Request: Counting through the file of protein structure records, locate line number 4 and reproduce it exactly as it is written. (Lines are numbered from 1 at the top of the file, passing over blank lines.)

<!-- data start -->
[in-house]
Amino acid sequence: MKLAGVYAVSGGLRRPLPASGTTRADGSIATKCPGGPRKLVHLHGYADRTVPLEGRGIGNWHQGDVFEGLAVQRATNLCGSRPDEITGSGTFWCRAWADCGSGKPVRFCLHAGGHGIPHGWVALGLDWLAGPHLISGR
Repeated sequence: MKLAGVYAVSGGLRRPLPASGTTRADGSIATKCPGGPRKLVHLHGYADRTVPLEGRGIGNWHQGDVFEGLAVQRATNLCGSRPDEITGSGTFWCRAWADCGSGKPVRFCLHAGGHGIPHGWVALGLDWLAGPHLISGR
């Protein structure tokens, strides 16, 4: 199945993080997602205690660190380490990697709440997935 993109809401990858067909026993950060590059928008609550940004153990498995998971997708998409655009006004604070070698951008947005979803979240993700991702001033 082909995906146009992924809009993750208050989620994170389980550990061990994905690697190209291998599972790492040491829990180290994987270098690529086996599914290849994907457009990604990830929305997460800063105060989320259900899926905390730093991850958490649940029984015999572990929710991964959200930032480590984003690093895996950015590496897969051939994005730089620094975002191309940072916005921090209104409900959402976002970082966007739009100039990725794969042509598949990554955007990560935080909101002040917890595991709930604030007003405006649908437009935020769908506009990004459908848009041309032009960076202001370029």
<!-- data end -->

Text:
């Protein structure tokens, strides 16, 4: 199945993080997602205690660190380490990697709440997935 993109809401990858067909026993950060590059928008609550940004153990498995998971997708998409655009006004604070070698951008947005979803979240993700991702001033 082909995906146009992924809009993750208050989620994170389980550990061990994905690697190209291998599972790492040491829990180290994987270098690529086996599914290849994907457009990604990830929305997460800063105060989320259900899926905390730093991850958490649940029984015999572990929710991964959200930032480590984003690093895996950015590496897969051939994005730089620094975002191309940072916005921090209104409900959402976002970082966007739009100039990725794969042509598949990554955007990560935080909101002040917890595991709930604030007003405006649908437009935020769908506009990004459908848009041309032009960076202001370029």